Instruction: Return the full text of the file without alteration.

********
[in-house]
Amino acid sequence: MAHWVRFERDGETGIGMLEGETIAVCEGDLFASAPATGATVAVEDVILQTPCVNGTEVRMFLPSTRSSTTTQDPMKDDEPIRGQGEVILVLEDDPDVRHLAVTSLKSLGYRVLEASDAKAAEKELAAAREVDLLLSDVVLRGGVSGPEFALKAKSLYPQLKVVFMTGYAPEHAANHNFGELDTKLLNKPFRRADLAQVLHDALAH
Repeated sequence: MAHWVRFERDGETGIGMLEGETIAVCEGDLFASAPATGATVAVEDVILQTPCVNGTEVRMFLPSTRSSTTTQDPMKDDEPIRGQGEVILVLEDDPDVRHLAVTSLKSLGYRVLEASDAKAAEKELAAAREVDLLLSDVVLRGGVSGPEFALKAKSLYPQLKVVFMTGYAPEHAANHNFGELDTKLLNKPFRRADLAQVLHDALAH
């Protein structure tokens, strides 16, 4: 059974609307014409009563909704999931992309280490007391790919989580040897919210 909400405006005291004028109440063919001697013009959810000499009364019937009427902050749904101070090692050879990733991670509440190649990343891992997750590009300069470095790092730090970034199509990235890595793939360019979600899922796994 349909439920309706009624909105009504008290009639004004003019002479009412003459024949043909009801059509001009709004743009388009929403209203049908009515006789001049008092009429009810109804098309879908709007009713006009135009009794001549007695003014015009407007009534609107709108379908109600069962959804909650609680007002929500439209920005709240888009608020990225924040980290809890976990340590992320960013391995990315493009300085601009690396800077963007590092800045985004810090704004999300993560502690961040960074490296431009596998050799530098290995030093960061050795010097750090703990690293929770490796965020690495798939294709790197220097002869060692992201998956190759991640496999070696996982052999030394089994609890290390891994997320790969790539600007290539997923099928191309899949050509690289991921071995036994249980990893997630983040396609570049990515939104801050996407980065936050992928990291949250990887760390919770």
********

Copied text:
[in-house]
Amino acid sequence: MAHWVRFERDGETGIGMLEGETIAVCEGDLFASAPATGATVAVEDVILQTPCVNGTEVRMFLPSTRSSTTTQDPMKDDEPIRGQGEVILVLEDDPDVRHLAVTSLKSLGYRVLEASDAKAAEKELAAAREVDLLLSDVVLRGGVSGPEFALKAKSLYPQLKVVFMTGYAPEHAANHNFGELDTKLLNKPFRRADLAQVLHDALAH
Repeated sequence: MAHWVRFERDGETGIGMLEGETIAVCEGDLFASAPATGATVAVEDVILQTPCVNGTEVRMFLPSTRSSTTTQDPMKDDEPIRGQGEVILVLEDDPDVRHLAVTSLKSLGYRVLEASDAKAAEKELAAAREVDLLLSDVVLRGGVSGPEFALKAKSLYPQLKVVFMTGYAPEHAANHNFGELDTKLLNKPFRRADLAQVLHDALAH
């Protein structure tokens, strides 16, 4: 059974609307014409009563909704999931992309280490007391790919989580040897919210 909400405006005291004028109440063919001697013009959810000499009364019937009427902050749904101070090692050879990733991670509440190649990343891992997750590009300069470095790092730090970034199509990235890595793939360019979600899922796994 349909439920309706009624909105009504008290009639004004003019002479009412003459024949043909009801059509001009709004743009388009929403209203049908009515006789001049008092009429009810109804098309879908709007009713006009135009009794001549007695003014015009407007009534609107709108379908109600069962959804909650609680007002929500439209920005709240888009608020990225924040980290809890976990340590992320960013391995990315493009300085601009690396800077963007590092800045985004810090704004999300993560502690961040960074490296431009596998050799530098290995030093960061050795010097750090703990690293929770490796965020690495798939294709790197220097002869060692992201998956190759991640496999070696996982052999030394089994609890290390891994997320790969790539600007290539997923099928191309899949050509690289991921071995036994249980990893997630983040396609570049990515939104801050996407980065936050992928990291949250990887760390919770």